He got sick while on special assignment to Wales and was bedridden upon his return back to Germany. Worried that he might be sent home he dragged himself to his carpool on December 30th. His co-workers begged him to go home but he would not listen. He died later that evening.
As the years passed I thought of my father often and tried to piece together the fabric of his life. I wondered what kind of conversations we might have had as I grew older. I had so many questions I wanted to ask him and missed him even more when I had my own trials, as I knew he would have had the wisdom and patience to guide me. But most of all I wondered if he would have been proud of me.
When I was a senior in high school I was was a starter on our basketball team. A very good basketball team. My junior year we had finished second in state. My senior year I wanted us to do better. I also wanted to honor my father’s memory. Earlier that summer I had visited relatives in Wisconsin. I walked the streets he had walked as kid. I saw where he grew up and went to school. It was there that I figured out how to keep him with me.
The New Orleans Jazz was our local NBA team. One of my favorite players was E.C. Coleman. He was known as a defensive stalwart and my high school team stressed defense. Another favorite player was M.L. Carr of the Boston Celtics. He was known for coming off the bench and bringing intensity and passion to his team.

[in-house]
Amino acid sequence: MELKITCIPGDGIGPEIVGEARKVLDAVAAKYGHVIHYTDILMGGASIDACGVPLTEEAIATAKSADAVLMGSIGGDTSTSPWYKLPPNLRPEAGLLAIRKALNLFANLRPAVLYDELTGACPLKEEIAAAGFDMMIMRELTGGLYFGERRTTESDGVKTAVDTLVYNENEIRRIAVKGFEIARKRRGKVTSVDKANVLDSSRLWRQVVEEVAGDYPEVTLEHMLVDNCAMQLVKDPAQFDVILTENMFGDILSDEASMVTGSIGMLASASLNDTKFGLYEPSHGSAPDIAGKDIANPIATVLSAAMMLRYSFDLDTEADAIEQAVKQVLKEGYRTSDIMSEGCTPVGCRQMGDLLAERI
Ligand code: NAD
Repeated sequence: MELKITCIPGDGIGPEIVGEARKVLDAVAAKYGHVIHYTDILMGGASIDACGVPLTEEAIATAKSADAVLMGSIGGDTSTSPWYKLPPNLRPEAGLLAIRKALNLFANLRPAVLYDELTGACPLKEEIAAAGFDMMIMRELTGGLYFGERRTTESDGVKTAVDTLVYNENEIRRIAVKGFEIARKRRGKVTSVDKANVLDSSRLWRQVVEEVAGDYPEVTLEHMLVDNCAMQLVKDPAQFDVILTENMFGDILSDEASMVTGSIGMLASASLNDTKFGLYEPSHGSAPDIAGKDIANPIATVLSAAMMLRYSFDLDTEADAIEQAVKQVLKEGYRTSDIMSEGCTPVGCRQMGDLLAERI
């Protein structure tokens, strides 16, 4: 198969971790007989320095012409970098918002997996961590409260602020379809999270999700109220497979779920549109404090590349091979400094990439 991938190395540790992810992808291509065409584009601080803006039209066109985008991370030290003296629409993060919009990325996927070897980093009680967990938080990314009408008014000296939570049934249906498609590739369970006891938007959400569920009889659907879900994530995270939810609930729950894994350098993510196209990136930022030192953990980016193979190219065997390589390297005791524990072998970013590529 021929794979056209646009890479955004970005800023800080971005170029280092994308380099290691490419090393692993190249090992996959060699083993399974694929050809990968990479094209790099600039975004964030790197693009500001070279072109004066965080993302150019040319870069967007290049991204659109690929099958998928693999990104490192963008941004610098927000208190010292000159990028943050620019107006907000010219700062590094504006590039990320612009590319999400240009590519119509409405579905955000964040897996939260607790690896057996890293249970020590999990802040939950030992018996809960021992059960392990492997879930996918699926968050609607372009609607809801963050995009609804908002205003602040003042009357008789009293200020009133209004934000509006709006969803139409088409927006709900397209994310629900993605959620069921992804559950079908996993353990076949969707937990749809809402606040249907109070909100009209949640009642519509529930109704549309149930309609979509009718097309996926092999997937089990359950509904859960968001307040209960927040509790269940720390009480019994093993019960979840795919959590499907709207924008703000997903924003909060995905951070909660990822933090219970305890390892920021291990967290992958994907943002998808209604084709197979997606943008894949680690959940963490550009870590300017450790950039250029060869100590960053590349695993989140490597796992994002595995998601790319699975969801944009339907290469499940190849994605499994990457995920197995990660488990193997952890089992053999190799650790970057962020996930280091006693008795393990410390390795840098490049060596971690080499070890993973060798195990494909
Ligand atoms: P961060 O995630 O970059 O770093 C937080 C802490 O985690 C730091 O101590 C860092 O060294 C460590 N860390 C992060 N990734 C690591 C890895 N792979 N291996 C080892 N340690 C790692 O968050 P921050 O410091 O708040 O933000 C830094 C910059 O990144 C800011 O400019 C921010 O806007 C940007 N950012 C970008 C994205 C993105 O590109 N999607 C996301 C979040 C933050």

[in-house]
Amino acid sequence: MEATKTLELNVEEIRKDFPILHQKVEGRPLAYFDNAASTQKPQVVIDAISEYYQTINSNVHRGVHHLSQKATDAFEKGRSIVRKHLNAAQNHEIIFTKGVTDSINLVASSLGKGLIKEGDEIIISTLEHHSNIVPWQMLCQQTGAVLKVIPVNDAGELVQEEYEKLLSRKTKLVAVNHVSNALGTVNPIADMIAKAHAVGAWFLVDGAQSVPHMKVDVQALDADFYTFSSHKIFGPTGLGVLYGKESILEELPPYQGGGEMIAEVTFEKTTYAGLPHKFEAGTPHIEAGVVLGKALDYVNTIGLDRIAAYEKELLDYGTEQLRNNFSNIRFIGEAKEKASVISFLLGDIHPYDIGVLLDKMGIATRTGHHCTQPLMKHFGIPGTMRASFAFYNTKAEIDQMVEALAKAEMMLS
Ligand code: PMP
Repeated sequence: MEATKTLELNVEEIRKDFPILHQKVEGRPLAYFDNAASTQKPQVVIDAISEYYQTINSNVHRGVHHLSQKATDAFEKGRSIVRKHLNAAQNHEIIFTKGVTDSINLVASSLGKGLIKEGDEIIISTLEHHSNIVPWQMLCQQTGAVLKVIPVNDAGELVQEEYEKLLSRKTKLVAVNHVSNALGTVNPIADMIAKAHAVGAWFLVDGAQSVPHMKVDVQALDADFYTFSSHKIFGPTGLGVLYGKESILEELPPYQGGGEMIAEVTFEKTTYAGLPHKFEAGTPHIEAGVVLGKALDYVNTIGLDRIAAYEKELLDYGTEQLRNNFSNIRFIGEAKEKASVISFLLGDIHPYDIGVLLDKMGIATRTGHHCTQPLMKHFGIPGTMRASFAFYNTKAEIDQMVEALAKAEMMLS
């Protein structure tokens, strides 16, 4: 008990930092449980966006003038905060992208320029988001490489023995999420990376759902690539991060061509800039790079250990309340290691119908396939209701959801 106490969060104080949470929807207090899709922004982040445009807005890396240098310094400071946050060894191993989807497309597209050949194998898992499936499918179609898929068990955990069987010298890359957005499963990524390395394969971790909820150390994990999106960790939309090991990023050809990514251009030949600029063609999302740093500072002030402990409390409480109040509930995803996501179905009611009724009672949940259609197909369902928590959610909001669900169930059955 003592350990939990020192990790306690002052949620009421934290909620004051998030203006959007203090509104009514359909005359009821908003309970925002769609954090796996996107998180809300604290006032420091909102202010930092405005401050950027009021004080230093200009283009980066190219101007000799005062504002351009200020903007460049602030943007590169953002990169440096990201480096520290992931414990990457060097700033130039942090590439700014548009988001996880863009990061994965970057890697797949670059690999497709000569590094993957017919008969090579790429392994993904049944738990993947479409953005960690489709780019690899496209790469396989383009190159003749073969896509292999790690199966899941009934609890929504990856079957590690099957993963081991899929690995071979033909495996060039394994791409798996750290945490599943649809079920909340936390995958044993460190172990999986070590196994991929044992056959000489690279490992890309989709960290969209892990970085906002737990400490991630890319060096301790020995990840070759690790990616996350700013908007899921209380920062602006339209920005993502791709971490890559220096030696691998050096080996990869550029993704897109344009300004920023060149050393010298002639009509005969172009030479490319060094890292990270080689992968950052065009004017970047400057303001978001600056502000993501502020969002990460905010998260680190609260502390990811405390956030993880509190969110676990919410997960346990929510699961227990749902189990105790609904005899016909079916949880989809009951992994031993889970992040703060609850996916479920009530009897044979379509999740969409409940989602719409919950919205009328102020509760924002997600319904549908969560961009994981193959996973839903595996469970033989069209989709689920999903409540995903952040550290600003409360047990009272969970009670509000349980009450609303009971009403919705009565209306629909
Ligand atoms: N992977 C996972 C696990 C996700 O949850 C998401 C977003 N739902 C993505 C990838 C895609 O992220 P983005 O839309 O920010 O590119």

I remembered that my dad’s checking account was in the name of M.C. Wautlet. I also had a commemorative plaque he had received from his time in India getting the new Kaiser plant up and running. It too was made out to M.C. Wautlet. Finally there was a Kaiser handbook on pot room operations that I had. In the back was a listing of all the contributors. One of them was M.C. Wautlet.
My senior year before every game when they announced the starting line ups I went out as M.C. Wautlet. It was a special year because I felt like I carried him with me as we journeyed to our school’s first state title.
After that I said if I ever had a son I would name him Merrill III but call him M.C. When my wife and I found out we were going to be parents for the first time we both wondered what we would have. I was hoping for a boy but it was too soon to tell. All that would change in a few short weeks.
Not long after we found out my wife Jen was pregnant I had a vivid dream. I was chasing a little blond haired boy around a white , almost cloudy room. I called him by name. I called him M.C. I then saw a man sitting in a recliner. It was my Dad! I spoke to my father and complained about my son not minding me. Then I said that I knew I had been difficult and that he had given up his freedom once I was born. He looked at me. He said that I had a fine son, that he cherished every moment he got to spend with me, and that he wouldn’t have traded that time we had together for anything in the world. I woke up, startled by the reality of the dream. I told my wife about it and an ultrasound later confirmed what I already knew.
My conversations with my own sons are one sided, as they are both profoundly autistic, in much the same way my conversations with my father were one sided because he left me so early in my life. Perhaps that was why my son was running from me and not listening to me in my dream. But I feel my boy’s love in unspoken ways, much the same way I felt my own father’s love when I needed it most. The way I am feeling it now as I type these words.
My M.C. was born in 1990, the same year M.C. Hammer was topping the music charts. Many of our friends thought we had named our son for the rapper. The truth was we named our son for the original M.C. My Dad.